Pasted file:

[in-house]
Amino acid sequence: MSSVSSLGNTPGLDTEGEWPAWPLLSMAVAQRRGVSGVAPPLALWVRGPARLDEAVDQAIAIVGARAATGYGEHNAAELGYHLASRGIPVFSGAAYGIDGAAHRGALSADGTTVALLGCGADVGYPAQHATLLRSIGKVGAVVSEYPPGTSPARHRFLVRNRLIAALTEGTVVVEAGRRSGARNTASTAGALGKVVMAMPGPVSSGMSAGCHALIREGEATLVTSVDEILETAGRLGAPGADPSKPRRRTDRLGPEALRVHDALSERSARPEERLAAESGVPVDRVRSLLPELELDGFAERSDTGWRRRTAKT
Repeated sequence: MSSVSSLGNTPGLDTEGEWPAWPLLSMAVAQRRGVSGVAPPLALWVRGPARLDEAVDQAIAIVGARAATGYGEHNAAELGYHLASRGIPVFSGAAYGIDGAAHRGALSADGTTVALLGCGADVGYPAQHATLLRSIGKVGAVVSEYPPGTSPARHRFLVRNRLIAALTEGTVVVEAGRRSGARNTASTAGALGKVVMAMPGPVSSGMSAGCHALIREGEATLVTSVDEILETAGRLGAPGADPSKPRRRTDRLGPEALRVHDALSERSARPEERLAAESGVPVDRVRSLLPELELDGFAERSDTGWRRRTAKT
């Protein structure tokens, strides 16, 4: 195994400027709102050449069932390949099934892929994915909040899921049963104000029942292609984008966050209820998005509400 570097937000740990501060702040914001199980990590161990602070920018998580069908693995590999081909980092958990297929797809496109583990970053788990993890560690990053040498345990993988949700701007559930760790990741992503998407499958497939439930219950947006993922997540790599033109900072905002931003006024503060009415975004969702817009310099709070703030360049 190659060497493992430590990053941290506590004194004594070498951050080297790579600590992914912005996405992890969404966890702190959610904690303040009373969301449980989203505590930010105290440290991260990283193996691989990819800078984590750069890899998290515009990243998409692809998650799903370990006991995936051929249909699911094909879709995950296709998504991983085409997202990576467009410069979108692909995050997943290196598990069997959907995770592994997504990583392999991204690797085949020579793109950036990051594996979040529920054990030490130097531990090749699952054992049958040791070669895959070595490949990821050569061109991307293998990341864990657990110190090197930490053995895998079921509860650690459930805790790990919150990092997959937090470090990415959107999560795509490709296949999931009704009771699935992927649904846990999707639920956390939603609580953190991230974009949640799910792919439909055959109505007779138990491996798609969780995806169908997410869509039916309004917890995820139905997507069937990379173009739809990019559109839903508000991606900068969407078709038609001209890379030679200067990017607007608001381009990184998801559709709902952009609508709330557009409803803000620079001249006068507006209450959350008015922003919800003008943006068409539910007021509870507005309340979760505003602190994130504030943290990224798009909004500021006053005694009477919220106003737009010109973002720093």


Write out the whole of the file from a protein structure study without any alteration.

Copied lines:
[in-house]
Amino acid sequence: MSSVSSLGNTPGLDTEGEWPAWPLLSMAVAQRRGVSGVAPPLALWVRGPARLDEAVDQAIAIVGARAATGYGEHNAAELGYHLASRGIPVFSGAAYGIDGAAHRGALSADGTTVALLGCGADVGYPAQHATLLRSIGKVGAVVSEYPPGTSPARHRFLVRNRLIAALTEGTVVVEAGRRSGARNTASTAGALGKVVMAMPGPVSSGMSAGCHALIREGEATLVTSVDEILETAGRLGAPGADPSKPRRRTDRLGPEALRVHDALSERSARPEERLAAESGVPVDRVRSLLPELELDGFAERSDTGWRRRTAKT
Repeated sequence: MSSVSSLGNTPGLDTEGEWPAWPLLSMAVAQRRGVSGVAPPLALWVRGPARLDEAVDQAIAIVGARAATGYGEHNAAELGYHLASRGIPVFSGAAYGIDGAAHRGALSADGTTVALLGCGADVGYPAQHATLLRSIGKVGAVVSEYPPGTSPARHRFLVRNRLIAALTEGTVVVEAGRRSGARNTASTAGALGKVVMAMPGPVSSGMSAGCHALIREGEATLVTSVDEILETAGRLGAPGADPSKPRRRTDRLGPEALRVHDALSERSARPEERLAAESGVPVDRVRSLLPELELDGFAERSDTGWRRRTAKT
């Protein structure tokens, strides 16, 4: 195994400027709102050449069932390949099934892929994915909040899921049963104000029942292609984008966050209820998005509400 570097937000740990501060702040914001199980990590161990602070920018998580069908693995590999081909980092958990297929797809496109583990970053788990993890560690990053040498345990993988949700701007559930760790990741992503998407499958497939439930219950947006993922997540790599033109900072905002931003006024503060009415975004969702817009310099709070703030360049 190659060497493992430590990053941290506590004194004594070498951050080297790579600590992914912005996405992890969404966890702190959610904690303040009373969301449980989203505590930010105290440290991260990283193996691989990819800078984590750069890899998290515009990243998409692809998650799903370990006991995936051929249909699911094909879709995950296709998504991983085409997202990576467009410069979108692909995050997943290196598990069997959907995770592994997504990583392999991204690797085949020579793109950036990051594996979040529920054990030490130097531990090749699952054992049958040791070669895959070595490949990821050569061109991307293998990341864990657990110190090197930490053995895998079921509860650690459930805790790990919150990092997959937090470090990415959107999560795509490709296949999931009704009771699935992927649904846990999707639920956390939603609580953190991230974009949640799910792919439909055959109505007779138990491996798609969780995806169908997410869509039916309004917890995820139905997507069937990379173009739809990019559109839903508000991606900068969407078709038609001209890379030679200067990017607007608001381009990184998801559709709902952009609508709330557009409803803000620079001249006068507006209450959350008015922003919800003008943006068409539910007021509870507005309340979760505003602190994130504030943290990224798009909004500021006053005694009477919220106003737009010109973002720093």